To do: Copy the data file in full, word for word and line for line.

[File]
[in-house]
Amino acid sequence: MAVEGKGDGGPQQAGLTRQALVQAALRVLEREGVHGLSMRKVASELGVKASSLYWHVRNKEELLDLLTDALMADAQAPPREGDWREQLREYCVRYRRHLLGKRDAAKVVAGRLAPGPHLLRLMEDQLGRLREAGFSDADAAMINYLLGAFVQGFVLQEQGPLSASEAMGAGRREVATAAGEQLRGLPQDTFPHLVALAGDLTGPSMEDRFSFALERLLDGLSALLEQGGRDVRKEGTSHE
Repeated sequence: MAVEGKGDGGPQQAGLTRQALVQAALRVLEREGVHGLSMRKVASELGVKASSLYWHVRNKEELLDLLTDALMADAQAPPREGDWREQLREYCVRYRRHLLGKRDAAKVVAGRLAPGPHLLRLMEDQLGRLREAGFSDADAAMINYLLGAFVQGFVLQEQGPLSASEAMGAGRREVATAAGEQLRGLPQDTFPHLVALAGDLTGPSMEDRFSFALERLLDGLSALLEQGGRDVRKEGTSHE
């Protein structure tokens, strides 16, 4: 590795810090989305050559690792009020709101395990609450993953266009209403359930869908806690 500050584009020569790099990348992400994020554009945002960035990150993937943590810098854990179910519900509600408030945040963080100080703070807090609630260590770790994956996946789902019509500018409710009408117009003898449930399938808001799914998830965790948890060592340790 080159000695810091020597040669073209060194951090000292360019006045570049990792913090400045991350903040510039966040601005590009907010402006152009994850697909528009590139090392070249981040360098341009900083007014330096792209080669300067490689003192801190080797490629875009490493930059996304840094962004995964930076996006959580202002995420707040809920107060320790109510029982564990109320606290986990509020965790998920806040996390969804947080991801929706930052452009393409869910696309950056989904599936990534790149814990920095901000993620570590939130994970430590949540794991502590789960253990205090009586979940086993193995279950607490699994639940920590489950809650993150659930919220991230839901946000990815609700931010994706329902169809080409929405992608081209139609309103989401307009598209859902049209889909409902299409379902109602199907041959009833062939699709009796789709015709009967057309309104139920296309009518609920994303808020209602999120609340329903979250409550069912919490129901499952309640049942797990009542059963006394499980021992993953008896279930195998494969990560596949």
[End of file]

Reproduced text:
[in-house]
Amino acid sequence: MAVEGKGDGGPQQAGLTRQALVQAALRVLEREGVHGLSMRKVASELGVKASSLYWHVRNKEELLDLLTDALMADAQAPPREGDWREQLREYCVRYRRHLLGKRDAAKVVAGRLAPGPHLLRLMEDQLGRLREAGFSDADAAMINYLLGAFVQGFVLQEQGPLSASEAMGAGRREVATAAGEQLRGLPQDTFPHLVALAGDLTGPSMEDRFSFALERLLDGLSALLEQGGRDVRKEGTSHE
Repeated sequence: MAVEGKGDGGPQQAGLTRQALVQAALRVLEREGVHGLSMRKVASELGVKASSLYWHVRNKEELLDLLTDALMADAQAPPREGDWREQLREYCVRYRRHLLGKRDAAKVVAGRLAPGPHLLRLMEDQLGRLREAGFSDADAAMINYLLGAFVQGFVLQEQGPLSASEAMGAGRREVATAAGEQLRGLPQDTFPHLVALAGDLTGPSMEDRFSFALERLLDGLSALLEQGGRDVRKEGTSHE
């Protein structure tokens, strides 16, 4: 590795810090989305050559690792009020709101395990609450993953266009209403359930869908806690 500050584009020569790099990348992400994020554009945002960035990150993937943590810098854990179910519900509600408030945040963080100080703070807090609630260590770790994956996946789902019509500018409710009408117009003898449930399938808001799914998830965790948890060592340790 080159000695810091020597040669073209060194951090000292360019006045570049990792913090400045991350903040510039966040601005590009907010402006152009994850697909528009590139090392070249981040360098341009900083007014330096792209080669300067490689003192801190080797490629875009490493930059996304840094962004995964930076996006959580202002995420707040809920107060320790109510029982564990109320606290986990509020965790998920806040996390969804947080991801929706930052452009393409869910696309950056989904599936990534790149814990920095901000993620570590939130994970430590949540794991502590789960253990205090009586979940086993193995279950607490699994639940920590489950809650993150659930919220991230839901946000990815609700931010994706329902169809080409929405992608081209139609309103989401307009598209859902049209889909409902299409379902109602199907041959009833062939699709009796789709015709009967057309309104139920296309009518609920994303808020209602999120609340329903979250409550069912919490129901499952309640049942797990009542059963006394499980021992993953008896279930195998494969990560596949």